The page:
See above. Great colleagues, interdisciplinary collaboration, exciting science that closely translates into clinical care, wonderful patients.
What do you like least about being a specialist in your field? Explain.
There is an increasing amount of documentation and “computer paperwork” that we have to do when we see patients. It takes time I would rather spend talking to my patients. This is not unique to breast oncology though.
Describe a typical day at work—walk readers through a day in your shoes.
Clinic day: get to work by 7:30 a.m. See patients until 5:30 p.m. – try to get billing and as many notes as possible done before the end of the day. Get home by 6 p.m., put my kids to bed by 8 p.m., then work on research projects until too tired to work more. Research day: get kids ready for school, leave home at 7:30 a.m., get to work by 8 a.m. The day is spent mostly working on writing, data analysis, slide making, etc. punctuated by meetings. Get home by 6 p.m., kids in bed by 8 p.m., work on clinical work afterwards.
On average: How many hours a week do you work? How many hours do you sleep per night? How many weeks of vacation do you take?
I work about 8 a.m. to 5:30 p.m. every day on average. I try to sleep six to seven hours a night. I take about three full weeks of vacation a year, but try to turn off from work on the weekends as well.
Do you have family, and if so, do you have enough time to spend with them?
I am married with two school-age kids, who are great and understand that Mom and Dad have busy schedules. It’s never enough time with them though.
How do you balance work and life outside of work?
I try to make time for exercise when I can, and I am lucky to have great support from my wonderful cardiologist husband and family nearby. Finding balance is hard though.
Do you feel you are adequately compensated? Explain.
Academic salaries are fairly level and transparent.
If you took out educational loans, is/was paying them back a financial strain? Explain.
I was lucky to not have loans.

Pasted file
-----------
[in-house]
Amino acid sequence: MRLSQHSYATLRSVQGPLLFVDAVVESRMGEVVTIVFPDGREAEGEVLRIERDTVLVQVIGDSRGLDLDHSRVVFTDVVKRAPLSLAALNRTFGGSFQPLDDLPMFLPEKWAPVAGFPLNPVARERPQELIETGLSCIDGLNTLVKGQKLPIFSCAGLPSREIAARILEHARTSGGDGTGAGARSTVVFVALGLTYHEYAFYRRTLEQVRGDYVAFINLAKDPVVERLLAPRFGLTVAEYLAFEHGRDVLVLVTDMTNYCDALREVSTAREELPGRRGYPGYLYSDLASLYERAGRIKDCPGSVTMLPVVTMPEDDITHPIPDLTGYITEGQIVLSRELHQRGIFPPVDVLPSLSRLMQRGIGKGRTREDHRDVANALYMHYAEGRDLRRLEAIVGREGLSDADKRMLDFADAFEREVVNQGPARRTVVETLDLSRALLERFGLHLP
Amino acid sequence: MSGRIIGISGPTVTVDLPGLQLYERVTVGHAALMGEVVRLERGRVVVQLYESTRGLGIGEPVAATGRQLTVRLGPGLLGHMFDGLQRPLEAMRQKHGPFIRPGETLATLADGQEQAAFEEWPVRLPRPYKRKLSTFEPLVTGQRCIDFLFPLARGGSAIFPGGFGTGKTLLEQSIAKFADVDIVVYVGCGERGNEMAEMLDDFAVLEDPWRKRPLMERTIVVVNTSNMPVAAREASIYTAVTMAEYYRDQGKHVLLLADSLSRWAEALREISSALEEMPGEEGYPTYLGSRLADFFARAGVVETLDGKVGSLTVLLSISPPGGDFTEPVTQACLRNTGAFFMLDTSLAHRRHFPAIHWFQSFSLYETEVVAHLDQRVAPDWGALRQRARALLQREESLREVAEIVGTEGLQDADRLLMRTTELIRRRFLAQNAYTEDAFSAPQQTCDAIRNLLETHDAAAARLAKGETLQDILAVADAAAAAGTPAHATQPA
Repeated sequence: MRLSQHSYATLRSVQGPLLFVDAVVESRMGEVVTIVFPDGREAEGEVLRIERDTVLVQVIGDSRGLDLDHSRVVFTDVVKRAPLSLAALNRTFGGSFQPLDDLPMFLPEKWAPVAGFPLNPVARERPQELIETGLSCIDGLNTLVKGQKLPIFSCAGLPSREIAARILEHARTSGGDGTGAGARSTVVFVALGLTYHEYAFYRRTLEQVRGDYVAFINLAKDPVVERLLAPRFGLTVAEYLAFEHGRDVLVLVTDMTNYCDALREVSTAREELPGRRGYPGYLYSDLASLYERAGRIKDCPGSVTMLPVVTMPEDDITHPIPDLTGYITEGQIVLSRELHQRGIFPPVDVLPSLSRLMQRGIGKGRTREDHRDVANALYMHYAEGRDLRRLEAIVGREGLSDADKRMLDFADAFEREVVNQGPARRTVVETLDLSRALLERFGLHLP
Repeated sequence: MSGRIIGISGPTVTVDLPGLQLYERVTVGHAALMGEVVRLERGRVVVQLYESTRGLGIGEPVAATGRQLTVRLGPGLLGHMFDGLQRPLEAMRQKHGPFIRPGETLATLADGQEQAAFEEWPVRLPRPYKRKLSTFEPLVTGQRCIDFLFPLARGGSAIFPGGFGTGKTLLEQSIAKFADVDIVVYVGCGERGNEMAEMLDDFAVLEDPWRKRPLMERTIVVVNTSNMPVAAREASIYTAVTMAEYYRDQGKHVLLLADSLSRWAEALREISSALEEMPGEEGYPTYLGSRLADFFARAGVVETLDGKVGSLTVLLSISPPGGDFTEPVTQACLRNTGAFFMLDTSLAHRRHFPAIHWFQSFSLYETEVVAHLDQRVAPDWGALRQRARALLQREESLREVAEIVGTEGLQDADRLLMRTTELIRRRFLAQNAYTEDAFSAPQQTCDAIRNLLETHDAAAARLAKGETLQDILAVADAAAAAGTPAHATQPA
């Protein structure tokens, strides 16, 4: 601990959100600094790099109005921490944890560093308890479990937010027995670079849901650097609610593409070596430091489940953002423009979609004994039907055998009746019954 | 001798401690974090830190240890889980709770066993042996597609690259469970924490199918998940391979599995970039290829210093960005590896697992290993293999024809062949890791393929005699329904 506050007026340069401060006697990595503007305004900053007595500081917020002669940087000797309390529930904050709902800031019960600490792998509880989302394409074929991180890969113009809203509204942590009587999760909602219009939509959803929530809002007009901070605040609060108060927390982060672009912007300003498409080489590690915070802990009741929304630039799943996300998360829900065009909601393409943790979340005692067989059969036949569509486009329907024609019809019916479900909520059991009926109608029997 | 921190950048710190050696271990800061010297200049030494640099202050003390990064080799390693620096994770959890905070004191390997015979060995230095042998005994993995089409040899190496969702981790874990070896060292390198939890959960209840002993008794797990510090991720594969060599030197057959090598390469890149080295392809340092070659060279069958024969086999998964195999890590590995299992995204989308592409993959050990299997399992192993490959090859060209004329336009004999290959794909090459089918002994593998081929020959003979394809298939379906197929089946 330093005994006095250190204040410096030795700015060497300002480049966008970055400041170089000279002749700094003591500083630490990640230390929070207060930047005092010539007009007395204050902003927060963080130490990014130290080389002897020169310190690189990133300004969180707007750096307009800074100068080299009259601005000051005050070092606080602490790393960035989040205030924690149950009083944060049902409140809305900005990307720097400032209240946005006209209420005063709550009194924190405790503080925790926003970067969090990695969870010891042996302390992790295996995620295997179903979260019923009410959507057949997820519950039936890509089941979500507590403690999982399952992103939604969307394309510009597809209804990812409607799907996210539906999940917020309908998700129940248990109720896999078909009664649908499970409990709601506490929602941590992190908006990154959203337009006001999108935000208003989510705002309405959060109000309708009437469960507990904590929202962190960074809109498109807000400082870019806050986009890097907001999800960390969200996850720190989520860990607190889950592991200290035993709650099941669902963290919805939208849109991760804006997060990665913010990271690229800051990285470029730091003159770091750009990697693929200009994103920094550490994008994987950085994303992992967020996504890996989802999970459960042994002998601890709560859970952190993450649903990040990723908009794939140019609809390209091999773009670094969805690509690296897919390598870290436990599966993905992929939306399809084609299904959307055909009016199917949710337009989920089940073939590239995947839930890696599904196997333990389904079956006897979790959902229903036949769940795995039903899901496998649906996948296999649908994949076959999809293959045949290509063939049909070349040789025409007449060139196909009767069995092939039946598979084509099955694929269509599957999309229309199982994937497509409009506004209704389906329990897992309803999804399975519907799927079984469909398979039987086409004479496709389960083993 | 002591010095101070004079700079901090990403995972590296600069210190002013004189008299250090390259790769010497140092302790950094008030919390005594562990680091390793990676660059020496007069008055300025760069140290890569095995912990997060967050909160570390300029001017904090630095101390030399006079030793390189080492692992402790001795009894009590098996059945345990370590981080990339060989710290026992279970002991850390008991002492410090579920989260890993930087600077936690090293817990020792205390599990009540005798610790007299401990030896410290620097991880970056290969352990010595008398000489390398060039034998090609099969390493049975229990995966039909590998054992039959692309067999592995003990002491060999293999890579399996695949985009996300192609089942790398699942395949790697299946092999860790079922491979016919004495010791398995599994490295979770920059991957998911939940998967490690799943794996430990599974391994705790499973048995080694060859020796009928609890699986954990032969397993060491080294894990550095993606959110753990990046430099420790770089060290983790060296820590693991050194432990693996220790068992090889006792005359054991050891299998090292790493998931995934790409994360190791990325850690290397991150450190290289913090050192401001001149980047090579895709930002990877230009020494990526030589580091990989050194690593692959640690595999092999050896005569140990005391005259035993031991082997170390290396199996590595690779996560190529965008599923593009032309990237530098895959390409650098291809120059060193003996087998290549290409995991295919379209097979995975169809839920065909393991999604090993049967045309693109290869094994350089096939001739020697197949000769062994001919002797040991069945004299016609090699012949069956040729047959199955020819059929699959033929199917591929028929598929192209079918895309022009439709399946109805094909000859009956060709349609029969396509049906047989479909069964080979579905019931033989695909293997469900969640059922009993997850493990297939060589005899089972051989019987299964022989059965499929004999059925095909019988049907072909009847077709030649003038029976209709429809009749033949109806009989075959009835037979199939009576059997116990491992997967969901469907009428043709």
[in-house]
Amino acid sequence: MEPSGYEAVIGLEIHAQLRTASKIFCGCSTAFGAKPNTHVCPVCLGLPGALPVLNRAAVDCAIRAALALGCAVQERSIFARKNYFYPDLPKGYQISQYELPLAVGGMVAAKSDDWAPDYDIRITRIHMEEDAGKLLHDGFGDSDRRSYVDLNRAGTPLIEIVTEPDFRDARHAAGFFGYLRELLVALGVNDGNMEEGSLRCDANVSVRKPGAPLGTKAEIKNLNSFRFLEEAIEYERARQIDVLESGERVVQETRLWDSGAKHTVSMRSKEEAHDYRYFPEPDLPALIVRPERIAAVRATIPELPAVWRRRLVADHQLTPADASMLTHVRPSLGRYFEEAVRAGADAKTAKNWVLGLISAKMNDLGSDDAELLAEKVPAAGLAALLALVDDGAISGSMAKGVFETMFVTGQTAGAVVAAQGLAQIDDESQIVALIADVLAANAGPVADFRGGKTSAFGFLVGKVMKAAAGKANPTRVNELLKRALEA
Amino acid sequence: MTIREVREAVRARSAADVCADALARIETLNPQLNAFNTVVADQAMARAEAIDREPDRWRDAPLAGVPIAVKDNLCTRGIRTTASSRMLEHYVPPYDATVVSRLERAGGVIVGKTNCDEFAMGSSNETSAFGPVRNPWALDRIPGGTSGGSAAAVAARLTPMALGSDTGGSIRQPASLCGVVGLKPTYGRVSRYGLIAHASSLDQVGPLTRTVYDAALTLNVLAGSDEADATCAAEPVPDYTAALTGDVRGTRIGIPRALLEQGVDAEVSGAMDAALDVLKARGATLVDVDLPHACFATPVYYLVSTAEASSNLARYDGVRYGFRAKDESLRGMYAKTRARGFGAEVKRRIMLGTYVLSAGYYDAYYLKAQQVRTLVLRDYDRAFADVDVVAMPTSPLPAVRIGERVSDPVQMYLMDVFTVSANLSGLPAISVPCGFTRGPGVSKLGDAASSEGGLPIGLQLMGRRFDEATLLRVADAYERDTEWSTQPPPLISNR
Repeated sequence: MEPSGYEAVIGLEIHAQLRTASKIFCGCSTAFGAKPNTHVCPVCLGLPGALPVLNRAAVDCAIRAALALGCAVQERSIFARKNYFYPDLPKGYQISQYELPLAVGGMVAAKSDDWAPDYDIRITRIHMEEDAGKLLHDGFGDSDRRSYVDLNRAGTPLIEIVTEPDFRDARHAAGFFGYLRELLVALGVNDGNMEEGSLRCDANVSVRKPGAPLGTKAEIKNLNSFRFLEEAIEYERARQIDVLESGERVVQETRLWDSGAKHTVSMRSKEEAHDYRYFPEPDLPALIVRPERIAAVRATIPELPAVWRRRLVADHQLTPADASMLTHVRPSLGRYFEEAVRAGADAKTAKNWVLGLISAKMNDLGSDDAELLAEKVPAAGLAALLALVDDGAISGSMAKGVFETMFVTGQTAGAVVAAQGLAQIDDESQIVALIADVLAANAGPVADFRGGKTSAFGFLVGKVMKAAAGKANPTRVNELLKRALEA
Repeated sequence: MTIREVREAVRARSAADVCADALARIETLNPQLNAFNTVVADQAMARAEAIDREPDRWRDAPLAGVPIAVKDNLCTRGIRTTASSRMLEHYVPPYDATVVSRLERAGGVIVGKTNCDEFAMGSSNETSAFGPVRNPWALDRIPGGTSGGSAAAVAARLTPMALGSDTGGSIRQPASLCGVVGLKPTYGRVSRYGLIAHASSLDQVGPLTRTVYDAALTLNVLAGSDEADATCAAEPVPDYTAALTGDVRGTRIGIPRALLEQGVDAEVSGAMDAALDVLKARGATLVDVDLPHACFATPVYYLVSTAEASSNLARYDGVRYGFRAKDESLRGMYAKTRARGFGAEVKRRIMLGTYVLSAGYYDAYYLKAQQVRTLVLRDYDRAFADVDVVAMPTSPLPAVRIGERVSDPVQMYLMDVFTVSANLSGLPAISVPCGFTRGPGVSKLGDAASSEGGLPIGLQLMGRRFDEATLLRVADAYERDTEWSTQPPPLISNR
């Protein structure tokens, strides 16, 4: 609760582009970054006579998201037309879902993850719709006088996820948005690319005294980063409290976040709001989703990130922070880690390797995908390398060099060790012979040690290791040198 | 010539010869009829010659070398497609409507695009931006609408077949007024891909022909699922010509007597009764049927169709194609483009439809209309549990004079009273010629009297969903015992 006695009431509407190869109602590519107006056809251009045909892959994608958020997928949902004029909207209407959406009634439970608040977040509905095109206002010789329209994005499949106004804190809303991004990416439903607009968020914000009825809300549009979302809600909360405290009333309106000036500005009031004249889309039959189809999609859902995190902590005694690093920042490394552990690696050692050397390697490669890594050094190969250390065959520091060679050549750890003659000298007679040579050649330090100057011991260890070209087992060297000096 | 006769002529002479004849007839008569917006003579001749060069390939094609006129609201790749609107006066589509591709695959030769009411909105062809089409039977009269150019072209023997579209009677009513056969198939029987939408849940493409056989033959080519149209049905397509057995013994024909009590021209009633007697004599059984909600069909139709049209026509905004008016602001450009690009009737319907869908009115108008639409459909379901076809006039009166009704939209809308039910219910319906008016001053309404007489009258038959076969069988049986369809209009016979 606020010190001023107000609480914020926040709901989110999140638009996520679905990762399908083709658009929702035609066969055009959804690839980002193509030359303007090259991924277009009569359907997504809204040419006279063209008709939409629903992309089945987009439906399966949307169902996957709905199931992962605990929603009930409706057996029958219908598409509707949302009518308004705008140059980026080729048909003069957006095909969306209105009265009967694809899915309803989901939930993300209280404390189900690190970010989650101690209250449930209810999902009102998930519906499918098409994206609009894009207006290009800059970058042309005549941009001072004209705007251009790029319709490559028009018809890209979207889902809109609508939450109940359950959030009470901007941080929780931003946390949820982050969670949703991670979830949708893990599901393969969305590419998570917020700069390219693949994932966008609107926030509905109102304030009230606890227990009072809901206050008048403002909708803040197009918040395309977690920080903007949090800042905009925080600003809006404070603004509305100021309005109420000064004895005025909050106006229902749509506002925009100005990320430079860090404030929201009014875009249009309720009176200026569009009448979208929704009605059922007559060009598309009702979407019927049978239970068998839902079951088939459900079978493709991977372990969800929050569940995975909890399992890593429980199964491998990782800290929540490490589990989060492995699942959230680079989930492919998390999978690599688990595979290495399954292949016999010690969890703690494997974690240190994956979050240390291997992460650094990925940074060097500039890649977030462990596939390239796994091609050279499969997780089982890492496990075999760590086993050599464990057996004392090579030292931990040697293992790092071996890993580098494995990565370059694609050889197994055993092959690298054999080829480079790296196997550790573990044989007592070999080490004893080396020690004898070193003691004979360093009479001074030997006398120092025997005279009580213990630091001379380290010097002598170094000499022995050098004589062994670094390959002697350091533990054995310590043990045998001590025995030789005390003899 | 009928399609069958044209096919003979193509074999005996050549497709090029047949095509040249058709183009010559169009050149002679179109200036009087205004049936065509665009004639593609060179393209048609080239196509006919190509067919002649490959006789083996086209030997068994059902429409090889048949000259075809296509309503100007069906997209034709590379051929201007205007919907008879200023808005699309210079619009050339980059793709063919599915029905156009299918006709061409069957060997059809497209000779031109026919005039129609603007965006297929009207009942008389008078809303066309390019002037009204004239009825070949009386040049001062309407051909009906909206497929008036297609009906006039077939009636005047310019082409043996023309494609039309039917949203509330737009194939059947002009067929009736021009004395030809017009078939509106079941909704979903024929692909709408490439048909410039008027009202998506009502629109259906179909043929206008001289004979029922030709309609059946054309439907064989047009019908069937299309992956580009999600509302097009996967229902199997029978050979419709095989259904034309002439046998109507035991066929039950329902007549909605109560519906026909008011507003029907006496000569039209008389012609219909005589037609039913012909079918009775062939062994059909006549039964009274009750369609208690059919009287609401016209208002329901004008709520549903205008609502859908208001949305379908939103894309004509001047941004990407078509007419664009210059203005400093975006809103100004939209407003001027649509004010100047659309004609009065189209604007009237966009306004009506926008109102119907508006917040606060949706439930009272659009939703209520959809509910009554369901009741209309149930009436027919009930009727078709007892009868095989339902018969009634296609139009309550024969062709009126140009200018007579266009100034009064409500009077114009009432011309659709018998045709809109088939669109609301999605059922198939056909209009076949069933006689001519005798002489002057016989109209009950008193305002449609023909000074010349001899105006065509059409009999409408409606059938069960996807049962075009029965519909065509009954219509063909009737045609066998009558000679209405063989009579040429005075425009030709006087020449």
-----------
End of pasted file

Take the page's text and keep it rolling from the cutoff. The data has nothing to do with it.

In your position now, knowing what you do – what would you say to yourself back when you started your medical career?
Don’t worry, relax and enjoy everything in medical school, and focus on friends, mentorship and opportunities.
What information/advice do you wish you had known prior to medical school?
I would have spent more time exploring new opportunities that seemed out of my comfort zone – a rotation in an underserved country, health care for the homeless, a cardiac surgery rotation. You only have the opportunity once to explore and enjoy these things.
From your perspective, what is the biggest problem in health care today? Explain.
The need for universal coverage and removing business from medical care. The high cost of providing care.
Where do you see breast oncology in five years?
Even more personalization of care, with breast cancer patients living longer than ever before. I am very optimistic about the direction of cancer care.
What types of outreach/volunteer work do you do, if any?
I volunteer on the alumnae board of the high school and for events at my children’s school.
Do you have any final piece of advice for students interested in pursuing your specialty as a career?
Oncology is a wonderful and exciting career. We have the ability to have long lasting and close relationships with patients, as well as develop and translate cutting edge research to clinical care. Medical oncology colleagues in general are wonderful people, and comprise many of my closest friends. Oncology is a very exciting and dynamic field.